Hippo Manchester
October 20, 2005

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Arts: A light in the dark

Artist uses black lights and glass to make haunting photos

By John “jaQ” Andrews   jandrews@hippopress.com

If you’ve ever wondered what glass might look like under tinted ultraviolet light, stop by Bilancia Gallery, 85 West Pearl St., Nashua, this month.

Hollis artist Allen Grooms will have his photographs displayed there for this Saturday’s Art Walk Nashua and thereafter.

Grooms, 23, has been doing photography since eighth grade and developed his current technique as a high school senior. It involves shining “black lights” — which emit ultraviolet rather than the white light normal light bulbs produce — onto glass. Each bulb has an orange, purple or blue colored plastic coating. The black light interacts with the uranium oxide in the glass, producing brilliant results.

“Black light is the only lighting used,” Grooms said.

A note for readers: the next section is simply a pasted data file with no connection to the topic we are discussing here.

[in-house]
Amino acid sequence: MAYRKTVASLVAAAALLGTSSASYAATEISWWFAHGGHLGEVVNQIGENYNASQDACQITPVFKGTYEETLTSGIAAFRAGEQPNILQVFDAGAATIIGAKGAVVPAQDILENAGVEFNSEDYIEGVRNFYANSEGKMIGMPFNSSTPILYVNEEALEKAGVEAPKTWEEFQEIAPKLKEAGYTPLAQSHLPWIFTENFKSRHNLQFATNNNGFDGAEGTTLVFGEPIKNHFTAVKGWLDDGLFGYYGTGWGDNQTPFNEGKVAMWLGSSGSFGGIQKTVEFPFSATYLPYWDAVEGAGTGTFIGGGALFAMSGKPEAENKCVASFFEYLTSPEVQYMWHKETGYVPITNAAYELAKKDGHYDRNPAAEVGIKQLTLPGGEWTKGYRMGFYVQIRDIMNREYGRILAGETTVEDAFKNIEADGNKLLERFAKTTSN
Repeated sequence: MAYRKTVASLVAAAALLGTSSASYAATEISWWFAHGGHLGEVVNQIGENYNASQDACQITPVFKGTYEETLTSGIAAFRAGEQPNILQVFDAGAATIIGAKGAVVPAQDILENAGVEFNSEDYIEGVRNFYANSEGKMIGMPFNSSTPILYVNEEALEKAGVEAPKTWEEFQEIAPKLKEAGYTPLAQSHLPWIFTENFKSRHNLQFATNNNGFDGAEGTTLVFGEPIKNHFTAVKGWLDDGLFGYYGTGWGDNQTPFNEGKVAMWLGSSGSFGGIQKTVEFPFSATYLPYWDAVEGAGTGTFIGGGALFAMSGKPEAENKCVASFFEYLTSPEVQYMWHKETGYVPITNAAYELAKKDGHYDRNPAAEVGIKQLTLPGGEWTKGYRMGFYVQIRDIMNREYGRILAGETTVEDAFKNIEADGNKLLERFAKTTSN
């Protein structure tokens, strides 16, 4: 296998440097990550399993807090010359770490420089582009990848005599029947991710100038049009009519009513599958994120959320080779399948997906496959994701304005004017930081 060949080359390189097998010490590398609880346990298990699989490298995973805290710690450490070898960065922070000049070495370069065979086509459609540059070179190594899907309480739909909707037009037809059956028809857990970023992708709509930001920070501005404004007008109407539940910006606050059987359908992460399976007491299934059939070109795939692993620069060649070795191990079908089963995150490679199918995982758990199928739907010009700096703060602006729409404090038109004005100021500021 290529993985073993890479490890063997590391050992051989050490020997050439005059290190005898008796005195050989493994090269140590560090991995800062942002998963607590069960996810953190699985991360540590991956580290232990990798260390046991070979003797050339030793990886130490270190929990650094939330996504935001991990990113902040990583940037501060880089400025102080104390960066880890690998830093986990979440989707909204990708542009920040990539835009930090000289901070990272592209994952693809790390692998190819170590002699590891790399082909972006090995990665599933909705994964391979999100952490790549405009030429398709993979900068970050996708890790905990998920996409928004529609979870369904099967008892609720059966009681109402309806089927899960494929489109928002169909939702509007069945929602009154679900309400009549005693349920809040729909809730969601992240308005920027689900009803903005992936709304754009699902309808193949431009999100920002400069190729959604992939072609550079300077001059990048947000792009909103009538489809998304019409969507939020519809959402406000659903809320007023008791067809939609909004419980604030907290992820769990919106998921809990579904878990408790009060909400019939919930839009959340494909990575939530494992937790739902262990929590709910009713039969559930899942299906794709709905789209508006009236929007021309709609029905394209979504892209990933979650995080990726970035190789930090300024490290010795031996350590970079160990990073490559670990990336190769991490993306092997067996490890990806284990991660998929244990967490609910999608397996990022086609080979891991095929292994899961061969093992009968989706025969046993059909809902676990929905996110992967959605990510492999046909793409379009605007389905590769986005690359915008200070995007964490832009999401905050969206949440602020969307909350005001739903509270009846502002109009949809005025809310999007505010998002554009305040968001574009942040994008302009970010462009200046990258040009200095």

That lighting technique gives Grooms’s close-up shots a surreal quality. Hints of a glass piece’s design are hinted at, but the impression is mostly abstract. The otherworldly landscapes created look almost computer-generated, but Grooms says the most he ever does to a photo is touch up contrast. He even works with film rather than digital at times.

Because he’s working with previously crafted objects, their built-in symmetries manifest themselves in the photos.

“I’ve learned how to balance things,” he said. “Some have more abruptness and change,” while other photographs are more gradual and flow slowly from one side to the other.

This balance comes from his fascination with Eastern arts, including Kenpo Karate.

“It’s basically ... my influences are very tranquil,” he said. He gets to know the pieces he photographs — usually antiques, he explained, made by “artists of past generations” — before deciding how to photograph them.

Grooms works in Sudbury, Mass., at ScerIS, an electronic document management company. They have a collection of his work, and his photos are also part of private collections in states from Maine to Florida. Grooms also exhibited earlier this year at Chester College of New England, where he studied photography and digital media.

Grooms has been an artist in one form or another all his life, experimenting with painting, cartooning, poetry and music. He wants to expand to work with more chemicals under ultraviolet light.

“I want to take it as far as I can.”